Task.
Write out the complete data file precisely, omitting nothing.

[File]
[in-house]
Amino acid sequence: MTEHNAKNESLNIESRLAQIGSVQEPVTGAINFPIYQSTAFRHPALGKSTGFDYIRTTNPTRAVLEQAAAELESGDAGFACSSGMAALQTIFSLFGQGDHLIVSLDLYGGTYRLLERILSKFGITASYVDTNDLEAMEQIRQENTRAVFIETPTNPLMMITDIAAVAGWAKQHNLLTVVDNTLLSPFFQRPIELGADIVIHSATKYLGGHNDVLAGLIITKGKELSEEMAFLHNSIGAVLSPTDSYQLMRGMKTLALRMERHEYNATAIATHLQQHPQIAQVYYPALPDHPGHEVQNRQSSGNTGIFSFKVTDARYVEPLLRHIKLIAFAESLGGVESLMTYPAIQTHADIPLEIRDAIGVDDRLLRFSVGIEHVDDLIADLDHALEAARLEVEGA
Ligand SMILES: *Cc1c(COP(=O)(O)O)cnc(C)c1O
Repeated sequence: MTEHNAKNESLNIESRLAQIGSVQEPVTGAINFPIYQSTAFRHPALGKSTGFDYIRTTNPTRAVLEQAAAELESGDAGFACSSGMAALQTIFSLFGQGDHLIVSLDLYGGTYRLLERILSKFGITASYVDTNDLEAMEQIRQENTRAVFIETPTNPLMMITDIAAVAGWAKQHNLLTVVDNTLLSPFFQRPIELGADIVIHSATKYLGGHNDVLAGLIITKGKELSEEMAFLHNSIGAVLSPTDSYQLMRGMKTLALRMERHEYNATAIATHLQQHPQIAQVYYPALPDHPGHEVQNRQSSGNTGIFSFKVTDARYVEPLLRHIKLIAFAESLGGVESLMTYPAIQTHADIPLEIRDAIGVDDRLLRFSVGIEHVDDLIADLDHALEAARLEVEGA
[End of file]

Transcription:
[in-house]
Amino acid sequence: MTEHNAKNESLNIESRLAQIGSVQEPVTGAINFPIYQSTAFRHPALGKSTGFDYIRTTNPTRAVLEQAAAELESGDAGFACSSGMAALQTIFSLFGQGDHLIVSLDLYGGTYRLLERILSKFGITASYVDTNDLEAMEQIRQENTRAVFIETPTNPLMMITDIAAVAGWAKQHNLLTVVDNTLLSPFFQRPIELGADIVIHSATKYLGGHNDVLAGLIITKGKELSEEMAFLHNSIGAVLSPTDSYQLMRGMKTLALRMERHEYNATAIATHLQQHPQIAQVYYPALPDHPGHEVQNRQSSGNTGIFSFKVTDARYVEPLLRHIKLIAFAESLGGVESLMTYPAIQTHADIPLEIRDAIGVDDRLLRFSVGIEHVDDLIADLDHALEAARLEVEGA
Ligand SMILES: *Cc1c(COP(=O)(O)O)cnc(C)c1O
Repeated sequence: MTEHNAKNESLNIESRLAQIGSVQEPVTGAINFPIYQSTAFRHPALGKSTGFDYIRTTNPTRAVLEQAAAELESGDAGFACSSGMAALQTIFSLFGQGDHLIVSLDLYGGTYRLLERILSKFGITASYVDTNDLEAMEQIRQENTRAVFIETPTNPLMMITDIAAVAGWAKQHNLLTVVDNTLLSPFFQRPIELGADIVIHSATKYLGGHNDVLAGLIITKGKELSEEMAFLHNSIGAVLSPTDSYQLMRGMKTLALRMERHEYNATAIATHLQQHPQIAQVYYPALPDHPGHEVQNRQSSGNTGIFSFKVTDARYVEPLLRHIKLIAFAESLGGVESLMTYPAIQTHADIPLEIRDAIGVDDRLLRFSVGIEHVDDLIADLDHALEAARLEVEGA